While the process of consuming the consumables is ongoing, the next step is to anti-pack the largest items, such as appliances and furniture. Typically, a rental house will not have a fridge; we got lucky this time, because our old fridge has been limping toward obsolescence, and now we can recycle it and put off buying a replacement until the next time we move. My guideline is to always immediately sell, donate, or give away anything that is too big to fit in my newest dwelling. Most people will put such “valuable” items in storage due to the Sunk Cost Fallacy, paying hundreds of dollars more than the replacement cost of a new one. I simply quit seeing a storage unit as an option. Every time we have relocated, it has been to a different city, and there is no logical place for us to maintain a storage unit, even if such things were free. The cost factor, though, makes a storage unit pure, unadulterated folly for anyone who is not running a thriving business out of one. I have never heard a justification for a storage unit that made any fiscal sense to me, and believe me, I hear many such speeches. Cut it loose and pay off your credit cards or build a savings cushion.
The next category to anti-pack is the decorations. Pictures and mirrors, plants, figurines, vases, centerpieces, candles, and bric-a-brac may or may not match the new place. We left a set of fireplace tools behind when we moved away from our first house together. The next two places did not have a fireplace. The current house does, although due to air quality we never dreamed of using it, and the new house does not. If we ever need fireplace tools again, it will be a minimum of four years since we let go of the last set. This is an example of how storage doesn’t make sense. If we stay in SoCal or move overseas, a set of fireplace tools would continue to be irrelevant to our life. It’s the same case with picture frames that are incompatible with the wall color or window placement of a new room. By the time I live in a place that is compatible with the décor of a past home, it may be outdated or we may no longer find it attractive. Better to pass it on to someone who will enjoy it now, rather than cling to the idea that we can somehow extract more value out of it at an unspecified future date.
Personal items are probably the toughest category for most people. This category includes clothes, books, non-digital music and movies, keepsakes, papers, electronics, sports equipment, hobby supplies, toys, and procrastinated projects. There is technically a finite end to the amount of this stuff that people will accumulate, but the bounds expand with the available real estate. We don’t have to anti-pack as many personal items because we have a policy about acquiring them. When we left the Sacramento area, we decided to divest ourselves of our CDs and DVDs, and we now have precisely 5 DVDs that are not for workouts. (One is my husband’s appearance on BattleBots, and you can see why we keep that). I have struggled with my propensity to collect unread books, but I have held firm and disciplined myself, and I now have maybe 20% of the amount of books I had when we first got married. Whenever we upgrade our electronics, we pass on the previous version. We both have a lot of sports equipment, not to mention a treadmill and an elliptical, and every time we move, we reevaluate our interest in each activity. That’s the point of minimalism, again: Checking in and making sure we are extracting full value from our physical surroundings and our possessions. If we have it, it should speak for itself and justify its presence.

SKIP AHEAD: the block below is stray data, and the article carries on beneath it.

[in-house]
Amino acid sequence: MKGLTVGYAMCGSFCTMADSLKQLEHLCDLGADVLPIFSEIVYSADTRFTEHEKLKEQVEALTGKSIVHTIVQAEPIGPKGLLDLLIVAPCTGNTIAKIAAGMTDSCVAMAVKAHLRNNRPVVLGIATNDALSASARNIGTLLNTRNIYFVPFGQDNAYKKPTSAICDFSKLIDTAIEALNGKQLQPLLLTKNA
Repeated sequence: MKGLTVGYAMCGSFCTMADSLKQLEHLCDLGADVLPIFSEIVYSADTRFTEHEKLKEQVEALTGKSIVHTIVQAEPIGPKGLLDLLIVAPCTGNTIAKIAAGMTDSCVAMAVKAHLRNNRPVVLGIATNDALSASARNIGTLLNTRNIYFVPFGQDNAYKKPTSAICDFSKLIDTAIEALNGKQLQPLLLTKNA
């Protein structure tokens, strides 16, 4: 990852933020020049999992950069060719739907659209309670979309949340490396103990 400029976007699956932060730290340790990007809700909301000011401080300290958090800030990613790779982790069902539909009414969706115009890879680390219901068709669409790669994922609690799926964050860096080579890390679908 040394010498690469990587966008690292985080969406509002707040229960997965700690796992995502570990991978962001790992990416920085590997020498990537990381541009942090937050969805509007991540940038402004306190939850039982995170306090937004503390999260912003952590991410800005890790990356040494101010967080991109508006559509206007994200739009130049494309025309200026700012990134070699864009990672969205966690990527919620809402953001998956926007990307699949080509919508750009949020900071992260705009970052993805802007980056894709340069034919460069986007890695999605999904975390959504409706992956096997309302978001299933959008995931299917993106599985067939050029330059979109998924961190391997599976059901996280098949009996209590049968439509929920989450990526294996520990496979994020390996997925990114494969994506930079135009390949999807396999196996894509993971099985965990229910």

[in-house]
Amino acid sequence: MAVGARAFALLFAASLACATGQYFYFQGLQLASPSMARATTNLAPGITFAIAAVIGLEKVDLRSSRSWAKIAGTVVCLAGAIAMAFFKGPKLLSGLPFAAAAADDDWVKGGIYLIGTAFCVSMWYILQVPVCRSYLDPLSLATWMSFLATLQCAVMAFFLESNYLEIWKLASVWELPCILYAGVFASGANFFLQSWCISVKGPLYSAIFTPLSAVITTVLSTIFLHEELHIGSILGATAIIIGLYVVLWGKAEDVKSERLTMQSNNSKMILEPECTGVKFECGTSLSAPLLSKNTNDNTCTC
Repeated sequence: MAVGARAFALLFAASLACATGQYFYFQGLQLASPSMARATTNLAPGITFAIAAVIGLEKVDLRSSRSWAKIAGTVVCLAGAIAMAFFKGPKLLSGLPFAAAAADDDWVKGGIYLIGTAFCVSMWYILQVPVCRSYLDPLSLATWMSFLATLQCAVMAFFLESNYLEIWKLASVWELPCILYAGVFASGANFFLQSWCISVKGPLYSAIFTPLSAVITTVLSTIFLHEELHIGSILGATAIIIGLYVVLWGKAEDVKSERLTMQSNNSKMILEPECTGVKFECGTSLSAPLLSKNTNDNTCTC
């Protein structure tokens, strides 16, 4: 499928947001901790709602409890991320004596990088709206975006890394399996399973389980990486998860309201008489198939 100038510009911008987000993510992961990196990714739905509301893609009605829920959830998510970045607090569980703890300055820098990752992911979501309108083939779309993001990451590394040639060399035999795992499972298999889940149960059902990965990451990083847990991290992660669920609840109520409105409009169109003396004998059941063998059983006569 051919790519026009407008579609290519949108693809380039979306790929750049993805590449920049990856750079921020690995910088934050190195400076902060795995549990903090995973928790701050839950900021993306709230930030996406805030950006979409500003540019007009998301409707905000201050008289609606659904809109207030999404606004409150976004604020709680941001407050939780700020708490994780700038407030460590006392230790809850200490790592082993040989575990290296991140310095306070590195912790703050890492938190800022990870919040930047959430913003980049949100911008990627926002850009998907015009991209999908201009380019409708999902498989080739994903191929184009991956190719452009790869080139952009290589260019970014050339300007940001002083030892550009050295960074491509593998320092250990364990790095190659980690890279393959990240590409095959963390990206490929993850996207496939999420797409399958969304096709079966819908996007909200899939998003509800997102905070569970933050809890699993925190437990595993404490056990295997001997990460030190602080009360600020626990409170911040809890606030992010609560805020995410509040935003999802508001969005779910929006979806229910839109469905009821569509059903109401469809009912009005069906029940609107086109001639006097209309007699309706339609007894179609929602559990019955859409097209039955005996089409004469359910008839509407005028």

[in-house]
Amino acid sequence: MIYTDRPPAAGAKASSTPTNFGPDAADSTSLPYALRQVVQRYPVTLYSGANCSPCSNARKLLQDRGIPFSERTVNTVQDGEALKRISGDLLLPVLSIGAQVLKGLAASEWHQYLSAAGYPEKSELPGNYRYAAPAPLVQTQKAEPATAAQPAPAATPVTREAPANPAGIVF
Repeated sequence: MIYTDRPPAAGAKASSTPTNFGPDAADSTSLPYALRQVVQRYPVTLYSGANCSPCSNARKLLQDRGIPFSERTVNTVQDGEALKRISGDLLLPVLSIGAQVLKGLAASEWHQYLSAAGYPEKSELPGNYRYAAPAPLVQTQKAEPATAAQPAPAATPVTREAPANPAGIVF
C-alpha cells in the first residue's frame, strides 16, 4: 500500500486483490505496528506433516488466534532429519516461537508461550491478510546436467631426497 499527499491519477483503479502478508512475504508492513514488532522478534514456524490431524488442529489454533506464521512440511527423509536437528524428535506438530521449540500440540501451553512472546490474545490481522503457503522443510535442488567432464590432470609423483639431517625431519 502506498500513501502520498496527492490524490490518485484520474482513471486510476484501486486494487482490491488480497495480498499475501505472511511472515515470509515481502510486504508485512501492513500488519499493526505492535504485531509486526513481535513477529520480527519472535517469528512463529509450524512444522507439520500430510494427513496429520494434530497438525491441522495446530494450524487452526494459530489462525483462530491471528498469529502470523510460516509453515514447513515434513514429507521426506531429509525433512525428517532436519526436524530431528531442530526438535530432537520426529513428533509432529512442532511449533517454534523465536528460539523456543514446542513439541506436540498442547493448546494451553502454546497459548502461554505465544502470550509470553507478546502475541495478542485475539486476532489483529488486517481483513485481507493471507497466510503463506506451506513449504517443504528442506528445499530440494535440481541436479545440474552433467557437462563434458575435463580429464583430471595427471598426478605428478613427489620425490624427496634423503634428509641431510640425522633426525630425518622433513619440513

Our new house is 63% of the size of our present house. It has four rooms rather than six (apparently bathrooms are not included in a formal room count). We’re dropping a bedroom, a bathroom, a pantry, a dining room, half the living room, half a bedroom, half a linen closet, and the coat closet. We’re picking up a medicine cabinet and bathroom drawers, a few extra kitchen drawers, a larger refrigerator, a detached laundry room, and a larger garage. Because of this, we are anti-packing our refrigerator, washer and dryer, 10-top dining table and chairs, our current couch, and probably a faded old easy chair. Also being released are the decorations I made for the apartment I had when we started dating 9 years ago.
Moving frequently makes for a number of clear watersheds in the timeline. I can pick something up and remember where I lived when I got it. This helps to establish how long I have had something. I can divide the price by the number of years, arriving at a yearly cost of use. Say I have a folding bookshelf I bought for $40, and I remember that I bought it in 1995. At 20 years old, it’s cost $2 per year. When I eventually let it go, I can smile, knowing I certainly got my money’s worth. If I spent the same $40 on something I never used, keeping it just means I’m paying extra rent to store something useless in my personal environment.
Not every move is a positive move. Not everyone looks forward to a new home that may be a disappointment in many ways. (BTDT). In our case, we’ve been able to wait and choose and find a place that really suits us. We love it! It’s still in the final stages of remodeling, but in our minds, we already live there. Our current house is more like a motel room every day. It’s easy to let go of attachments to material things from an earlier stage of life, when you look forward to the next stage and see it as an improvement. Anyone can feel that. It is possible to move in the direction of a better life, with focus and frugality and organization and flexibility.
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I've been working with chronic disorganization, squalor, and hoarding for over 20 years. I'm also a marathon runner who was diagnosed with fibromyalgia and thyroid disease 17 years ago.